Cutting Flight Control Gap Seals from Pool Noodles
In this video we go through the process of converting pool noodles into low-cost lightweight, and easy to install foam gap seals for the EMG-6 electric motor glider.
Let’s go through the detailed procedures on how we came up with the final results that we have been using on the EMG-6 electric motor glider. We have cut nearly 30 different dies and guide blocks to come up with the final results that we found that work very well.
the cutting jig assembly consists of a 2 inch thick laminated piece of plywood that is used to hold the pool noodle rigidly in place as we extruded through the cutting dies. We then use about (4) 1/4 inch washers on each one of the attach bolts in between the wooden block and the cutting dies this keeps the temperature of the cutting dies hot while insulating the guide block. We clamp the guide block into the vise on the workbench. This allows the cutting dies to maintain temperature without dissipating the heat into the vice. we then use a propane torch to heat the 2 cutting dies this usually takes about 15 to 20 minutes to saturate the cutting dies with heat before we can begin the extruding process.
each one of the cutting dies will were manufactured from.375 inch-thick 6061 T6 aluminum the thickness of the cutting blades needs to be about .060 minimum thickness and we have done it up to about .090 without any detriment. We taper the leading edge of each one of the cutting dies down to about .020. And we put the taper on the outside of the final product which draws the excess cut foam away from the centerpiece and the parallel cutting edgethat is against the final product will act to seal the surface as the foam is drawn along the .375 inch blade.
since we are cutting 4 sides of the pool noodle we can only cut 2 sides at one time which requires that we have cutting dies that cut different profiles but stacked together end up with the final product. The machining process on each of the dies is the same which draws the scrap foam away from the internal part holding the pool noodle rigid in space as it drawn over the cutting dies.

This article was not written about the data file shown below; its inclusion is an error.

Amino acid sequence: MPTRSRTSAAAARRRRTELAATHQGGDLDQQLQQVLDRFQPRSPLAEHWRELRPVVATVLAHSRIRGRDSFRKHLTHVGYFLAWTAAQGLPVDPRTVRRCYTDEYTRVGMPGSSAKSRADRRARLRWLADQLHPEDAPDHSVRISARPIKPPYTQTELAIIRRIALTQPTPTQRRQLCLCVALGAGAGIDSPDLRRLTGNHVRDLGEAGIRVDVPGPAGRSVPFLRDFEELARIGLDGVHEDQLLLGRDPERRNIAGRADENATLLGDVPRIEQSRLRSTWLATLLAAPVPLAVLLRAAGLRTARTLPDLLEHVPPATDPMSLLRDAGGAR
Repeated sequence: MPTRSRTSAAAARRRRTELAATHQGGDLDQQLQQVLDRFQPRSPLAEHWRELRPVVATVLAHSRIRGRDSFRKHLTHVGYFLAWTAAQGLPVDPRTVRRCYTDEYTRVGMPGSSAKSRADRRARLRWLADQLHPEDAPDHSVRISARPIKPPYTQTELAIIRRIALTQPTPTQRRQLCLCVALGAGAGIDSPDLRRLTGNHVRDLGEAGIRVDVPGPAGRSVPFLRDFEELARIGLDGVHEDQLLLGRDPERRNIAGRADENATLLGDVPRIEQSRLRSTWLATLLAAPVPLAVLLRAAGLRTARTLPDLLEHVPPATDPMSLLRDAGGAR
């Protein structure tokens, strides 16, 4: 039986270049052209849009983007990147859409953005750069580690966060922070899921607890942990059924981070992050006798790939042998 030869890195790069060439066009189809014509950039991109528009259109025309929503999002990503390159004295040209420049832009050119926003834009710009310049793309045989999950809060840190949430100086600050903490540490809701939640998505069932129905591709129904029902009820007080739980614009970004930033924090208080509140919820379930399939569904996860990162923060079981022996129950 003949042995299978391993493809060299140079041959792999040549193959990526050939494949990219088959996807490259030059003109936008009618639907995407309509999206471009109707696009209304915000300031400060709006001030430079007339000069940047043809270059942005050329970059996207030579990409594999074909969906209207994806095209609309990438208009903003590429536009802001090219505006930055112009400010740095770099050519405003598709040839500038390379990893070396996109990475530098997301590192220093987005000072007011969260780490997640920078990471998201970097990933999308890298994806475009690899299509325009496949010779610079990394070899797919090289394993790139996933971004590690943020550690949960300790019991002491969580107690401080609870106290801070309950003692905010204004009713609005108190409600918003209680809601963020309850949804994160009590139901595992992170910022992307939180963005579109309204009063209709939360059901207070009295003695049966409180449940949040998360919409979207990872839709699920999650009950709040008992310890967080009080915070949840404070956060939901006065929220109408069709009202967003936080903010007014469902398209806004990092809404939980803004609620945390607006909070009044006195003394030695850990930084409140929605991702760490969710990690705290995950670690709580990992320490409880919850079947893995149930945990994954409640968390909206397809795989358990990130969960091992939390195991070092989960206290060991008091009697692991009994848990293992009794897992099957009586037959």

when the cutting dies or stacked together you can see how we end up with the final shape. In the picture below we can see the dies are cut with a large relief on the outside edges which allow the excess pool noodle material to be drawn through without making contact with the hot edges of the cutting die. The guide block very specifically positions the pool noodle as it is drawn through the cutting dies.
The amount of heat that’s necessary can be determined prior to pushing the pool noodle through the dies by taking a scrap piece of material and testing it against the backside of the cutting dies.. once you can push the foam in the reverse direction over the dies and it melts cleanly the temperature is ideal for extruding the pool noodle. We used a thermal thermometer to come up with perfect temperatures and document exact temperatures during different tests. we found it to be unnecessary and the simple test of pushing scrap material in reverse direction was as good as any attempt to perfectly controlled the temperature going into the cutting dies.